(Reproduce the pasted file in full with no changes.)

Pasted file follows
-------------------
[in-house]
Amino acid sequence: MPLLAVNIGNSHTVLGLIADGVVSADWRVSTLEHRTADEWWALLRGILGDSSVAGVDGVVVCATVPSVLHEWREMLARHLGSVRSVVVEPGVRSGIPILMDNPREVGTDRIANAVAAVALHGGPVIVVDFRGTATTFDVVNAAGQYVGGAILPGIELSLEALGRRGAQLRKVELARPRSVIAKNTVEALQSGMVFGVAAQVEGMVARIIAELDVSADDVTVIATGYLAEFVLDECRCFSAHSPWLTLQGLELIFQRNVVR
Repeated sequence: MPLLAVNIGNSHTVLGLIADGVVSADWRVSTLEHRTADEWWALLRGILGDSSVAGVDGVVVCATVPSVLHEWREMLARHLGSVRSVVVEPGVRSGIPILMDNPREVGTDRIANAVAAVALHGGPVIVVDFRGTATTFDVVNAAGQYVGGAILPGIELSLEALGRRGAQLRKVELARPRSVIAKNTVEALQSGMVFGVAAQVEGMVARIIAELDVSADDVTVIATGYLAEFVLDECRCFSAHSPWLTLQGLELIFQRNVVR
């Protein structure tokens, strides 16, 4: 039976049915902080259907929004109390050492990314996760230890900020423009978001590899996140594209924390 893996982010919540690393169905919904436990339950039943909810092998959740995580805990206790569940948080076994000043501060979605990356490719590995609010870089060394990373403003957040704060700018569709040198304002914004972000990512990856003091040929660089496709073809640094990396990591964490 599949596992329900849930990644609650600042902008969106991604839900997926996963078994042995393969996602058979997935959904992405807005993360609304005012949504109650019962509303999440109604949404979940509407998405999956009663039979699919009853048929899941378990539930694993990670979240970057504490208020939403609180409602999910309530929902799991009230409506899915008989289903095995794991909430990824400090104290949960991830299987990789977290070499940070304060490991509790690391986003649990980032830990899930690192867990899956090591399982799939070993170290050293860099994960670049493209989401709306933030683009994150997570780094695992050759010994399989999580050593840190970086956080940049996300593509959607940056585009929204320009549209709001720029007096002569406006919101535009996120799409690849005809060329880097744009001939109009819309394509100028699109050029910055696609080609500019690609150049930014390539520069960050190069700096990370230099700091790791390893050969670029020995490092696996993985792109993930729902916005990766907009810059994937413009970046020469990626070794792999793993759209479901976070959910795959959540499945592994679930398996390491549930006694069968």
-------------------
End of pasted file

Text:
[in-house]
Amino acid sequence: MPLLAVNIGNSHTVLGLIADGVVSADWRVSTLEHRTADEWWALLRGILGDSSVAGVDGVVVCATVPSVLHEWREMLARHLGSVRSVVVEPGVRSGIPILMDNPREVGTDRIANAVAAVALHGGPVIVVDFRGTATTFDVVNAAGQYVGGAILPGIELSLEALGRRGAQLRKVELARPRSVIAKNTVEALQSGMVFGVAAQVEGMVARIIAELDVSADDVTVIATGYLAEFVLDECRCFSAHSPWLTLQGLELIFQRNVVR
Repeated sequence: MPLLAVNIGNSHTVLGLIADGVVSADWRVSTLEHRTADEWWALLRGILGDSSVAGVDGVVVCATVPSVLHEWREMLARHLGSVRSVVVEPGVRSGIPILMDNPREVGTDRIANAVAAVALHGGPVIVVDFRGTATTFDVVNAAGQYVGGAILPGIELSLEALGRRGAQLRKVELARPRSVIAKNTVEALQSGMVFGVAAQVEGMVARIIAELDVSADDVTVIATGYLAEFVLDECRCFSAHSPWLTLQGLELIFQRNVVR
């Protein structure tokens, strides 16, 4: 039976049915902080259907929004109390050492990314996760230890900020423009978001590899996140594209924390 893996982010919540690393169905919904436990339950039943909810092998959740995580805990206790569940948080076994000043501060979605990356490719590995609010870089060394990373403003957040704060700018569709040198304002914004972000990512990856003091040929660089496709073809640094990396990591964490 599949596992329900849930990644609650600042902008969106991604839900997926996963078994042995393969996602058979997935959904992405807005993360609304005012949504109650019962509303999440109604949404979940509407998405999956009663039979699919009853048929899941378990539930694993990670979240970057504490208020939403609180409602999910309530929902799991009230409506899915008989289903095995794991909430990824400090104290949960991830299987990789977290070499940070304060490991509790690391986003649990980032830990899930690192867990899956090591399982799939070993170290050293860099994960670049493209989401709306933030683009994150997570780094695992050759010994399989999580050593840190970086956080940049996300593509959607940056585009929204320009549209709001720029007096002569406006919101535009996120799409690849005809060329880097744009001939109009819309394509100028699109050029910055696609080609500019690609150049930014390539520069960050190069700096990370230099700091790791390893050969670029020995490092696996993985792109993930729902916005990766907009810059994937413009970046020469990626070794792999793993759209479901976070959910795959959540499945592994679930398996390491549930006694069968």